So there I was... (the best stories always start out this way – but this one is quite uneventful) in Marseille at 1 AM, fresh off the bus that takes you from the Provence airport to the Saint Charles train station inside the city. I always heard that Marseille can be a bit of a rough place, so I decided to haggle for a taxi – you know, I just returned from the haggling capital of the world, of course this would still work here – and fondly enough, it did. The taxi driver decided to have me wait for my extra discount, until he could fill the rest of the seats. Ten minutes later, a rush of elderly tourists arrived from another bus and we were off. I thought the scariest drivers in the world (that I’ve experienced so far) were those in Marrakech – with their weaving lanes and driving inches from oncoming traffic. But this taxi driver had a serious death wish. There was no traffic, luckily, but he obviously saw the world from the eyes of a television screen, playing Gran Turismo or something. He dashed from street to street, barely missing the red lights as they turned from yellow, and proceeding at FULL SPEED through active intersections and then almost two wheeling it to one side as he turned corners. Every time he slammed on the gas, the taxi shook, the wheels squealed and my back and head slammed into the front seat.
Around noon, I walked a path that I forged on the map, that would take me down to the famous port of Marseille. It was refreshing to be back around the Western styles of Europe, and to my little heart's contentment and my wallet's shame, copious amounts of Belgian beers were available at every bar, at every turn I made. I went to a little market and snatched up a couple bottles and went on my way to the port. I’ll be honest, I loved the port, but I hated the shops and like-restaurants that lined nearly all the way around it. I tried to imagine how the port looked during the times of the book that intrigued me to visit here, and mixed with the light sea breeze, I walked around, picturing the scene. I proceeded to the old quarter of the town and my initial happiness turned to serious disappointment, as it was empty and rundown, with maybe 10 people in the entire neighborhood – there was nothing here to be seen.
The beer never stopped flowing, nor did the wine that joined the table, and after four to five hours of eating, boozing and bull-shitting, we decided to call it a night – but not before we jammed to a lot of rock tunes that he loved so much – to my surprise, he had quite a few songs that I hadn’t heard in maybe five to ten years – it’s funny how music can bring back old memories, and even more interesting how you can still remember the words and the drum beats from such a long time ago. He untied his long hair and hilariously started playing air (metal) guitar while circling his head so his long hair would whip around his head (AKA headbanging). However, we soon crashed after the rock session and the next day, he was off to work and I was left with a hang over. I slept most of the day, recovering as best I could, because he told me the night before that he planned a real-party with his friends for this evening. All I could think was ‘Oh, God. Not another night of drinking.’ I went from fasting on fruit and orange juice, with no alcohol in Marrakech to binge drinking in Marseille.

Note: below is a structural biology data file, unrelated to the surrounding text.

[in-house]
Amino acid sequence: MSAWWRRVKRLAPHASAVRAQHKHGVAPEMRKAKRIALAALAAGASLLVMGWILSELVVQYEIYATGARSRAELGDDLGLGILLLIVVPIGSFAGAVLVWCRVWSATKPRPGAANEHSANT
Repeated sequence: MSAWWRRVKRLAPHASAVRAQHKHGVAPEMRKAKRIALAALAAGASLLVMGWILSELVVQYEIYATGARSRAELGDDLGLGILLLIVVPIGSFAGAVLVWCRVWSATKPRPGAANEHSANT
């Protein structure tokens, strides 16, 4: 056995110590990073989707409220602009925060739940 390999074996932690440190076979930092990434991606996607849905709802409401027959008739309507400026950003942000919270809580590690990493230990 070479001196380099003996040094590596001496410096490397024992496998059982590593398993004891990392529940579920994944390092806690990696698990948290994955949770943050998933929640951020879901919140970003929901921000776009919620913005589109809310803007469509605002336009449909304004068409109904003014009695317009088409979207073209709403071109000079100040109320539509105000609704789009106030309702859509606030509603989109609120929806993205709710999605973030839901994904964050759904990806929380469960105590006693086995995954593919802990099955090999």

I was a bit worried about my next couch host (and I’m sure he will be reading this – so I hope he takes no offense), because he emailed me reminding me that he was a Naturist. I typically would have declined the accommodation offer, but I thought that ‘I travel to experience the entire world, as it really is, and if I’m too immature for this, then I can’t cut it and I’m a hack.’ I was also intrigued because my host was an accomplished and publish architect and had an interesting and wise air about him. So I accepted and arrived a few hours by train – oh and avoid trains in France, as they are obscenely overpriced. I arrived in the hills of Nice by local bus from the train station and I realized my host lived in a very posh part of town.
The next day, the sun shined and I was off by foot to walk from the hills down to the riviera. Nice had a completely different feel than Marseille. It was easy to see that Marseille was once a rough place (and some parts still are), but Nice is definitely its posh cousin. Most of the streets were lined with gated housing and curated lawns. I walked about an hour down to the sea, through little tourist strips and street markets – there’s just something about the little markets of Europe that I love, and wish that more places back home in the states would do the same. It’s refreshing and you feel a connection to the local people and the products they sell, when you buy from a local market – plus, the food is typically much healthier, as it’s straight from the farm. My favorite part about Nice was the little park that at first seems hidden above the coast, but reveals beautiful panoramic views of the entire city and the coast line. I could sit there all day, every day and just think and write, and connect with myself – but it’s too bad that all of the tourists had to find my perfect sanctuary too (it’s funny, I talk as though I’m not a tourist).
I wandered for a few more hours, as I always do, and then I made my way back to my host’s house – I made it there just moments before a large rain cloud covered the city in shade and rained out the area for the rest of the evening. My host made another fabulous meal and life felt quite good. The next morning, I had to continue on, so I set off on down the coast to Monaco.
More travel updates coming soon! Next update = Monaco & Florence, Italy
Other travel updates:
Travel update I – Barcelona, Spain
Travel update II – Madrid, Spain
Travel update III – Granada, Spain
Travel update IV – Ronda & Sevilla, Spain
Travel update V – Marrakech, Morocco